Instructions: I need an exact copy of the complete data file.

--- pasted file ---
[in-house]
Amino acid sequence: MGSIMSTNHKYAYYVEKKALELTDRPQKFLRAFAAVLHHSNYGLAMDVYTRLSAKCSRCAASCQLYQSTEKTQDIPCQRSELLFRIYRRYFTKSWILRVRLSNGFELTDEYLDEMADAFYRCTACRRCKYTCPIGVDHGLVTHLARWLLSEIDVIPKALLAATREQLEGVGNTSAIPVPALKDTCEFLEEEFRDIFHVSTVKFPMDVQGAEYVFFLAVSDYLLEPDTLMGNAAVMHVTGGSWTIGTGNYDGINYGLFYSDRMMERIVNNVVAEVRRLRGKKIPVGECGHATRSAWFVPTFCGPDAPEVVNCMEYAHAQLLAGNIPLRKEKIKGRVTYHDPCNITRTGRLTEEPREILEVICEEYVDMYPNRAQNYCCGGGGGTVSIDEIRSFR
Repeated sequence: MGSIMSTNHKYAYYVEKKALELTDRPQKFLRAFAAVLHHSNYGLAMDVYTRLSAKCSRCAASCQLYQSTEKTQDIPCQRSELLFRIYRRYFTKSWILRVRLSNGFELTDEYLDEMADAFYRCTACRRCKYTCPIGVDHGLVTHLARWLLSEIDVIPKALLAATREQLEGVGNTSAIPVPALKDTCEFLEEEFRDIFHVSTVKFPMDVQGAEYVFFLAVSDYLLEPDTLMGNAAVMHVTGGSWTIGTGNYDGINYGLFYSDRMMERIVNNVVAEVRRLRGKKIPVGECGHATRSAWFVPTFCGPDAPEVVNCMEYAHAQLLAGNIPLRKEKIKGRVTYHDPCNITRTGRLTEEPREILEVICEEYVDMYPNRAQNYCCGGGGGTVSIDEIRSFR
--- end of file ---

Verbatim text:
[in-house]
Amino acid sequence: MGSIMSTNHKYAYYVEKKALELTDRPQKFLRAFAAVLHHSNYGLAMDVYTRLSAKCSRCAASCQLYQSTEKTQDIPCQRSELLFRIYRRYFTKSWILRVRLSNGFELTDEYLDEMADAFYRCTACRRCKYTCPIGVDHGLVTHLARWLLSEIDVIPKALLAATREQLEGVGNTSAIPVPALKDTCEFLEEEFRDIFHVSTVKFPMDVQGAEYVFFLAVSDYLLEPDTLMGNAAVMHVTGGSWTIGTGNYDGINYGLFYSDRMMERIVNNVVAEVRRLRGKKIPVGECGHATRSAWFVPTFCGPDAPEVVNCMEYAHAQLLAGNIPLRKEKIKGRVTYHDPCNITRTGRLTEEPREILEVICEEYVDMYPNRAQNYCCGGGGGTVSIDEIRSFR
Repeated sequence: MGSIMSTNHKYAYYVEKKALELTDRPQKFLRAFAAVLHHSNYGLAMDVYTRLSAKCSRCAASCQLYQSTEKTQDIPCQRSELLFRIYRRYFTKSWILRVRLSNGFELTDEYLDEMADAFYRCTACRRCKYTCPIGVDHGLVTHLARWLLSEIDVIPKALLAATREQLEGVGNTSAIPVPALKDTCEFLEEEFRDIFHVSTVKFPMDVQGAEYVFFLAVSDYLLEPDTLMGNAAVMHVTGGSWTIGTGNYDGINYGLFYSDRMMERIVNNVVAEVRRLRGKKIPVGECGHATRSAWFVPTFCGPDAPEVVNCMEYAHAQLLAGNIPLRKEKIKGRVTYHDPCNITRTGRLTEEPREILEVICEEYVDMYPNRAQNYCCGGGGGTVSIDEIRSFR